Kim is presenting himself as a strong leader who is taking his country forward in the face of “hostile policies” from a “gang of cruel robbers,” as the North’s state media characterized the United States this week.

“North Korea is extremely careful about timing,” said Sue Mi Terry, a former CIA analyst who is now at the business consultancy Bower Group Asia. “Now it’s time to show that he’s a strong, powerful, legitimate leader. And it’s his birthday. So why not?”

The bigger reason for Kim to flex his nuclear muscles now, after almost three years without a test, is the May congress of the Korean Workers’ Party, the backbone of the communist state. Such a gathering has not been held in 36 years, since Kim Jong Il was announced as heir to his father, founding president Kim Il Sung, in 1980.

Just a week ago, Kim — wearing new glasses that served to make him look even more like his grandfather — delivered a New Year’s address in which he said the congress would “unfold an ambitious blueprint for hastening final victory for our revolution.”

Some analysts expect the regime to revise the party charter, the organizing document of North Korea’s political system, at the congress and enshrine Kim’s two-track “byungjin” policy — the idea that North Korea can develop its economy and its nuclear program simultaneously. “Instead of being just some new flowery language in an otherwise boring political document, they will be able to hold up a tangible accomplishment to that effect,” Madden said.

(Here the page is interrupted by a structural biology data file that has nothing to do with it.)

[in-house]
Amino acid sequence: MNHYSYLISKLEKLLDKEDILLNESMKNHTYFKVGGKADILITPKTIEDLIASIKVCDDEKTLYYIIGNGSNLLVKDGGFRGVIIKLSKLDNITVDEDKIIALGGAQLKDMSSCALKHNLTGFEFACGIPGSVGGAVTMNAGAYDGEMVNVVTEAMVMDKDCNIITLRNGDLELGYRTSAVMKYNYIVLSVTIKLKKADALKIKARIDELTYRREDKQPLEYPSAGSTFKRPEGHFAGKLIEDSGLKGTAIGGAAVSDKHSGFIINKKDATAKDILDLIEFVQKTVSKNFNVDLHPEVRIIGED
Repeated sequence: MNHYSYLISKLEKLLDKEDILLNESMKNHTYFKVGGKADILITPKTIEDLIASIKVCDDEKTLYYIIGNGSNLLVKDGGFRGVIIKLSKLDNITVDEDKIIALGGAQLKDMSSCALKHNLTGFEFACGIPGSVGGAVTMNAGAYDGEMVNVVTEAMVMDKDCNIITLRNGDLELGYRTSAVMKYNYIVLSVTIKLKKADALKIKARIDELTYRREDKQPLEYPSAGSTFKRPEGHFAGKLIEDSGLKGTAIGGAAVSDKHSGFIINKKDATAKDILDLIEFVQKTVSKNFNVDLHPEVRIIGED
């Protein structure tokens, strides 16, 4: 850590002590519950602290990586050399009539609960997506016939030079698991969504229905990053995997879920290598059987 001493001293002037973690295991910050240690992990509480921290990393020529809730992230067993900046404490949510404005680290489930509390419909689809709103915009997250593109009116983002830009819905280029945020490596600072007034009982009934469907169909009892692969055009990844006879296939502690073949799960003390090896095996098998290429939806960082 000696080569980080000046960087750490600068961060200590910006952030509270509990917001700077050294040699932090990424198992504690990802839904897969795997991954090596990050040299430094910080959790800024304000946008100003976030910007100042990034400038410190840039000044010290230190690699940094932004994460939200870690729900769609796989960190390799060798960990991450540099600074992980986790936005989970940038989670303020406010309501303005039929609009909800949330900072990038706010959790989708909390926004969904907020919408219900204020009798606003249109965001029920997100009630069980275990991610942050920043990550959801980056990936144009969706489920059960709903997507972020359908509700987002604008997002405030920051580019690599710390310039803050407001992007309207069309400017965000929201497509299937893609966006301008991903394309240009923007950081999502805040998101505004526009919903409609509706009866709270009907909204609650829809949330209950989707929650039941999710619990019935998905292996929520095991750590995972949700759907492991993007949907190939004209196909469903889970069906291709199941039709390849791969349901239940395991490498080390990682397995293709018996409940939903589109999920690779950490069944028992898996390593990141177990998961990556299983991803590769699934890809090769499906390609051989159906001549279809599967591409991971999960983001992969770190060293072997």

Being able to claim that he is presiding over advances in the economic and the nuclear spheres will help Kim to bolster his legitimacy. Although it has been four years since he inherited the world’s only communist dynasty, Kim lacks the mythological aura that attended his father and grandfather.

Kim Il Sung was heralded as a brave, anti-imperialist revolutionary, and Kim Jong Il was said to have been born on Korea’s sacred mountain under a bright star. But because of the suddenness of Kim Jong Il’s death, there was no time to manufacture a story for Kim Jong Un, who was educated partly in Switzerland, and to similarly deify him in the propaganda.

This, plus the fact that he is so young in a society that prizes seniority, continues to prompt questions about the legitimacy of his leadership and the strength of his grip on power.

The critical messages assaulting his legitimacy that were broadcast into the North from South Korea during the summer were thought to be a driving factor behind Pyongyang’s eagerness to strike a deal with Seoul. After the North agreed to express regret for severely wounding two South Korean soldiers, Seoul agreed to turn off the speakers.

But in response to the “grave provocation” of this week’s nuclear test, South Korea’s government said Thursday it would resume the broadcasts at noon local time Friday.

The questions about the legitimacy of his rule have made the consolidation of power Kim’s top priority.

Claiming to have overseen the development of a hydrogen bomb — and North Korea’s cloistered populace will not hear the skepticism about this claim that now abounds outside — will help him further stake his claim.

As Gause puts it: “He wants to be able to say: ‘My father developed the nuclear capability. Now I’m taking it to the next level.’ ”

Read more:

Why is North Korea’s ‘hydrogen bomb’ test such a big deal?

North’s latest test also tests limit of its ties with China

North Korea’s growing economy — and U.S. misconceptions about it

Today’s coverage from Post correspondents around the world